DENVER (AP) — The government may be partially shut down, but that won't stop hundreds of volunteers dressed in Christmas hats and military uniforms Monday from taking calls from children around the world who want to know when Santa will be coming.
The military says the NORAD Tracks Santa won't be affected by the government shutdown because it is run by volunteers Peterson Air Force Base in Colorado and is funded by the Department of Defense's budget that was approved earlier this year.
Now in its 63rd year, the Santa tracker became a Christmas Eve tradition after a mistaken phone call to the Continental Air Defense Command in Colorado Springs, Colorado, in 1955. CONAD, as it was known, had the serious job of monitoring a far-flung radar network for any sign of a nuclear attack on the United States.
When Col. Harry Shoup picked up the phone that day, he found himself talking not to a military general, but to a child who wanted to speak to Santa Claus. A Colorado Springs newspaper had run an ad inviting kids to call Santa but mistakenly listed the hotline number.
Shoup figured out what had happened and played along. The tradition has since mushroomed into an elaborate operation that attracts tens of thousands of calls every year.
For the 1,500 civilian and military volunteers who will answer the phones for kids calling 1-877-HI-NORAD, it infuses the holiday with childlike wonder.
"They're all really sweet, small voices," said Madison Hill, a volunteer who helped answer the phones in two previous years.
"I had a little girl tell me good night instead of goodbye," she said. "It's really sweet."
The North American Aerospace Defense Command — a joint U.S.-Canadian operation based in Colorado Springs, Colorado, that protects the skies over both countries — has taken over the Santa tracker since the tradition started. The military command center embraced and expanded the Santa-tracking mission and has been rewarded with a bounty of goodwill and good publicity.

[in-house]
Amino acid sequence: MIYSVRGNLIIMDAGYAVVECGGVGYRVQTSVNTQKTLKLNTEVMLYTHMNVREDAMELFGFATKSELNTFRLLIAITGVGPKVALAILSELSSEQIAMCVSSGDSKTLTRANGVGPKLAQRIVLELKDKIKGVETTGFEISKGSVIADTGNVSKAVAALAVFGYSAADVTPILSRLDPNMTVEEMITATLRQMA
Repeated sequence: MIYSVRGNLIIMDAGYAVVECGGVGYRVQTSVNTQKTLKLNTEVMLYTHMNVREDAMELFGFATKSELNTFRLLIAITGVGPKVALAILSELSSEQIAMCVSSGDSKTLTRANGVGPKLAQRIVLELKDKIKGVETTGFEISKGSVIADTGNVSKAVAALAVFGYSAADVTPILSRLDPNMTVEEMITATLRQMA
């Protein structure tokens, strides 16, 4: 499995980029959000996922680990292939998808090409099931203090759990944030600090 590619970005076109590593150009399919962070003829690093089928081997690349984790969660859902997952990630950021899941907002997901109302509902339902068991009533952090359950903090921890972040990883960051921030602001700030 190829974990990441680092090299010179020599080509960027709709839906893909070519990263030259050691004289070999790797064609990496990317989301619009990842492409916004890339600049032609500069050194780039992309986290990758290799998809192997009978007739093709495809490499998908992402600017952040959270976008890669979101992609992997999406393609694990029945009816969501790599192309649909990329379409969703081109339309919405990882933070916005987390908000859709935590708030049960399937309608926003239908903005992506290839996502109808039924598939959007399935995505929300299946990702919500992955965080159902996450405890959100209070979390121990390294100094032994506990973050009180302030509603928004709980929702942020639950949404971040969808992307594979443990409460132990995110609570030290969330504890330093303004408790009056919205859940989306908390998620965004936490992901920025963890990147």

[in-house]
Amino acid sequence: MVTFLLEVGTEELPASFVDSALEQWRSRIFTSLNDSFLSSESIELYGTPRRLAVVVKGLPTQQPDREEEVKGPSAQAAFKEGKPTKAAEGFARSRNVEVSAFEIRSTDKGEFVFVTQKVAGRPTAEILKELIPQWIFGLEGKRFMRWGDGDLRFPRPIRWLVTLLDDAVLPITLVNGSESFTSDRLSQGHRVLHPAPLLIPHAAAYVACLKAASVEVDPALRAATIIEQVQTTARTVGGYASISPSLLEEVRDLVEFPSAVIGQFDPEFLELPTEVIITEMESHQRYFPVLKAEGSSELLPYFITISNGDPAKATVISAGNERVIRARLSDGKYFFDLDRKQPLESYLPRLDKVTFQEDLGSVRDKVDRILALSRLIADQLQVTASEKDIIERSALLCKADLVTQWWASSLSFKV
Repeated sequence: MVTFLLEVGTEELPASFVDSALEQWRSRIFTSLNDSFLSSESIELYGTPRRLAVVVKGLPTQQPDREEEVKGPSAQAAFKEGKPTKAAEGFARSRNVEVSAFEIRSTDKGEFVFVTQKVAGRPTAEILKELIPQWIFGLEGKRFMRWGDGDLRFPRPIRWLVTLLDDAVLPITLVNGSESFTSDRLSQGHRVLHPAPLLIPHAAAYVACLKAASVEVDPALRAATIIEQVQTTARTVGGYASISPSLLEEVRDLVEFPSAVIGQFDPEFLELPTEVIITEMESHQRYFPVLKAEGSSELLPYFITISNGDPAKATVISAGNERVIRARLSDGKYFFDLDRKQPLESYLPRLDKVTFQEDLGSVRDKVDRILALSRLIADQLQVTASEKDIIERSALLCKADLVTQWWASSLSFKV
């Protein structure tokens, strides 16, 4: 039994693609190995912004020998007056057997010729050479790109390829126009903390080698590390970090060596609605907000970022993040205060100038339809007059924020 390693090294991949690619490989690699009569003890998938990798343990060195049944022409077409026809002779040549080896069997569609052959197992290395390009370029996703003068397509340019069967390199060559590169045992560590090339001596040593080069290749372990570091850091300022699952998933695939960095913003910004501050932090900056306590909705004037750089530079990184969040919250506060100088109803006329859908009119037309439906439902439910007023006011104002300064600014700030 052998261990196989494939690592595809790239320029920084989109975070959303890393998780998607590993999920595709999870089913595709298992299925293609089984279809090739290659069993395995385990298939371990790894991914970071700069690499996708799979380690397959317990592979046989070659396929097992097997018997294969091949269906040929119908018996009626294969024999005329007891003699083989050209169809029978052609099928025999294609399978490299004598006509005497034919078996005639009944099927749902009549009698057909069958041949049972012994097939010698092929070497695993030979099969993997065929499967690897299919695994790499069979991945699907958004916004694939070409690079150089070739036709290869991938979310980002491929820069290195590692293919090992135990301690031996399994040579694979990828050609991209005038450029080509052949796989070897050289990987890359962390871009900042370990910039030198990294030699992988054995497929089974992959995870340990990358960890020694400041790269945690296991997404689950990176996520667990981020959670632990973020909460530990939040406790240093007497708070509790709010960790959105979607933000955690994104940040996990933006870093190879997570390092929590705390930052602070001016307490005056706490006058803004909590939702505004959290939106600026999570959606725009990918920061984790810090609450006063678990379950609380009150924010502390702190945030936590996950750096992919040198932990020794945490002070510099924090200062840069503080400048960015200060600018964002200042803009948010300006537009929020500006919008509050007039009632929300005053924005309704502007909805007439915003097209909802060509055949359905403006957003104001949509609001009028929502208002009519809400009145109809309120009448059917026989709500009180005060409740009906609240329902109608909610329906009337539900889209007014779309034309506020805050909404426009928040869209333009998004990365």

Last year, NORAD Tracks Santa drew 126,000 phone calls, 18 million website hits, 1.8 million followers on Facebook and 179,000 more on Twitter.
It takes 160 phones to handle the calls that pour in. New volunteers get a playbook that briefs them on the questions kids might ask. Big screens on the walls show a Santa icon making blistering progress around the globe. U.S. and
Canadian officers do live TV interviews from the phone rooms.
"It really gets you into the Christmas spirit," said Hill, a student at Mississippi State University who got involved through Air Force family members stationed in Colorado Springs.
"There are Christmas carols in the background, everyone's very friendly, happy to be there," she said.
One year, she took a call from a boy who began reading a very long Christmas list. "I remember having to cut him off after the 10th present or so," she said, explaining to him that she had to take calls from other children.
A girl told Hill she wanted to warn Santa not to bump into a bell hanging on her door. "I think she wanted Santa to be quiet and not wake her up," Hill said.
Sometimes the volunteers have to handle the unexpected. In 2012, a child from Newtown, Connecticut, asked if Santa could bring extra toys for families who lost children in the mass shooting that year at Sandy Hook Elementary.
"If I can get ahold of him, I'll try to get the message to him," replied the volunteer, Sara Berghoff.
NORAD's commander, Air Force Gen. Terrence J. O'Shaughnessy, will also take a turn answering the phones Monday.
"This is my first NORAD Tracks Santa," said O'Shaughnessy, who took command in May. "I'm really excited."
O'Shaughnessy was even asked about the program during a Senate Armed Services Committee hearing in April to confirm him as NORAD chief.
"I assume this committee can count on your commitment to continue that venerable tradition," Arkansas Republican Sen. Tom Cotton deadpanned.
"Yes sir, especially since my son Sam would want to see that as well," O'Shaughnessy replied.